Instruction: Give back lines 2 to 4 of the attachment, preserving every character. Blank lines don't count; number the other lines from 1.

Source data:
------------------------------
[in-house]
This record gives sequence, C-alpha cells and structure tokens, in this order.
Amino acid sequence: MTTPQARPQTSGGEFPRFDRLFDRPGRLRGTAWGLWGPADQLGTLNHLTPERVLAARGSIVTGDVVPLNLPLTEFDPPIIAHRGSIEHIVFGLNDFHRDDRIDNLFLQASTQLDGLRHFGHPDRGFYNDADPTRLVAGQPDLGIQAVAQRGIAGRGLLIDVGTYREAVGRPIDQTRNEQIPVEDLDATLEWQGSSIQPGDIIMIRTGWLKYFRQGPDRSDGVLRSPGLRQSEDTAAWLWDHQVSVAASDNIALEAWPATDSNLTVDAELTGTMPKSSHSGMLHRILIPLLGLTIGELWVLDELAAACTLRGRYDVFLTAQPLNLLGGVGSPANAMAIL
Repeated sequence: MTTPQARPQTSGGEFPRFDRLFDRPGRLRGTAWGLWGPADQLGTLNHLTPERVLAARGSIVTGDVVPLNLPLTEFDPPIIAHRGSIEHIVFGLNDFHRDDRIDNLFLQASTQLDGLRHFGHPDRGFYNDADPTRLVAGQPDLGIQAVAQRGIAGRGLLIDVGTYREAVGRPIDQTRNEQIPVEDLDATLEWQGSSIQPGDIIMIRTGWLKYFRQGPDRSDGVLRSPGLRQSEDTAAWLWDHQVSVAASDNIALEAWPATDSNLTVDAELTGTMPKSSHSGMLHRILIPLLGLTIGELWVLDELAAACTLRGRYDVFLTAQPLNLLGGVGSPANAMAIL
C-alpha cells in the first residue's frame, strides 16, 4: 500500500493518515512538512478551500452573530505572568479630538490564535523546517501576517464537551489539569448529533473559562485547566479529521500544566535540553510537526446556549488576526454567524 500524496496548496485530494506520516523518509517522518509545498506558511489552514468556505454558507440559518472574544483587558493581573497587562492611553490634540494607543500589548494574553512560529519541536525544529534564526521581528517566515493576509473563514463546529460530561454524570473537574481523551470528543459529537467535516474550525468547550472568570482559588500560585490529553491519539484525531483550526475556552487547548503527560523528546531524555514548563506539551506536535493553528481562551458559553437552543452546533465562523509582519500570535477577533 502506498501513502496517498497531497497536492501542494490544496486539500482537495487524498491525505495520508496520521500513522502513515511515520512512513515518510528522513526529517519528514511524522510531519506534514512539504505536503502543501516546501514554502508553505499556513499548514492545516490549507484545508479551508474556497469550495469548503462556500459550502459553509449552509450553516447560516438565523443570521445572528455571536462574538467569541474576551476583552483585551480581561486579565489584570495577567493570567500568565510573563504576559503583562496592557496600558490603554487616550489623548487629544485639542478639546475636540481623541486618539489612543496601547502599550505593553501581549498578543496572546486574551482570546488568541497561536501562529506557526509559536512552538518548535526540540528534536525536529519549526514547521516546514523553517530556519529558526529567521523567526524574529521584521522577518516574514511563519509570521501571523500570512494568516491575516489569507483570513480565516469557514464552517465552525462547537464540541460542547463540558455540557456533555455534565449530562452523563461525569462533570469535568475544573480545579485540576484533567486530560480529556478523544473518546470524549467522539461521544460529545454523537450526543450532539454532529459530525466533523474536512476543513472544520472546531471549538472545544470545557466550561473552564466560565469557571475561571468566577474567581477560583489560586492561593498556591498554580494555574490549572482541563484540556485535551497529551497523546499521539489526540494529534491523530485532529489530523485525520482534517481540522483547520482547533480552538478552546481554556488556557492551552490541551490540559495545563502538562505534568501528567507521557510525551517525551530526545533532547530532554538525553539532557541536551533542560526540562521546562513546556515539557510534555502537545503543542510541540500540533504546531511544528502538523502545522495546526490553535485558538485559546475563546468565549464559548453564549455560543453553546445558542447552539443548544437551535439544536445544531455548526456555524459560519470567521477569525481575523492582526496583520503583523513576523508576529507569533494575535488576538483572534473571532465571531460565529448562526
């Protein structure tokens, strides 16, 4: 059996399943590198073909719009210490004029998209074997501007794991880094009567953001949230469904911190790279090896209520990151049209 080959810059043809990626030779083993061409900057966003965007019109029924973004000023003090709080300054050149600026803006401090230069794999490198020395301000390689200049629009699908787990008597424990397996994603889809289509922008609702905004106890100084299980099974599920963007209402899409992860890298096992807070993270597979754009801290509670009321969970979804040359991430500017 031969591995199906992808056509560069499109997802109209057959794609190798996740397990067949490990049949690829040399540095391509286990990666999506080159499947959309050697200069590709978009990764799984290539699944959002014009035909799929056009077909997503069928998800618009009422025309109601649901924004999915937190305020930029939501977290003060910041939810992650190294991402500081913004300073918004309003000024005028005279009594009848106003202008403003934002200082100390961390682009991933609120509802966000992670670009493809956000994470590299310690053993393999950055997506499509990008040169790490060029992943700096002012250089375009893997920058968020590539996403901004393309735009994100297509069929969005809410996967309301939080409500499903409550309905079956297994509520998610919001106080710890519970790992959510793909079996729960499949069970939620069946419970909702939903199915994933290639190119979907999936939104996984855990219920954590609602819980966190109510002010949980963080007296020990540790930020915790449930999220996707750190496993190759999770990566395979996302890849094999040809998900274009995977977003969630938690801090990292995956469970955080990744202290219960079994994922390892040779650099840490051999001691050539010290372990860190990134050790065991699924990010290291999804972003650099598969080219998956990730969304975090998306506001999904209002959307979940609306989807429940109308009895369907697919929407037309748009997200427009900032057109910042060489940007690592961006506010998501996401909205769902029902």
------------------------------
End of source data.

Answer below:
This record gives sequence, C-alpha cells and structure tokens, in this order.
Amino acid sequence: MTTPQARPQTSGGEFPRFDRLFDRPGRLRGTAWGLWGPADQLGTLNHLTPERVLAARGSIVTGDVVPLNLPLTEFDPPIIAHRGSIEHIVFGLNDFHRDDRIDNLFLQASTQLDGLRHFGHPDRGFYNDADPTRLVAGQPDLGIQAVAQRGIAGRGLLIDVGTYREAVGRPIDQTRNEQIPVEDLDATLEWQGSSIQPGDIIMIRTGWLKYFRQGPDRSDGVLRSPGLRQSEDTAAWLWDHQVSVAASDNIALEAWPATDSNLTVDAELTGTMPKSSHSGMLHRILIPLLGLTIGELWVLDELAAACTLRGRYDVFLTAQPLNLLGGVGSPANAMAIL
Repeated sequence: MTTPQARPQTSGGEFPRFDRLFDRPGRLRGTAWGLWGPADQLGTLNHLTPERVLAARGSIVTGDVVPLNLPLTEFDPPIIAHRGSIEHIVFGLNDFHRDDRIDNLFLQASTQLDGLRHFGHPDRGFYNDADPTRLVAGQPDLGIQAVAQRGIAGRGLLIDVGTYREAVGRPIDQTRNEQIPVEDLDATLEWQGSSIQPGDIIMIRTGWLKYFRQGPDRSDGVLRSPGLRQSEDTAAWLWDHQVSVAASDNIALEAWPATDSNLTVDAELTGTMPKSSHSGMLHRILIPLLGLTIGELWVLDELAAACTLRGRYDVFLTAQPLNLLGGVGSPANAMAIL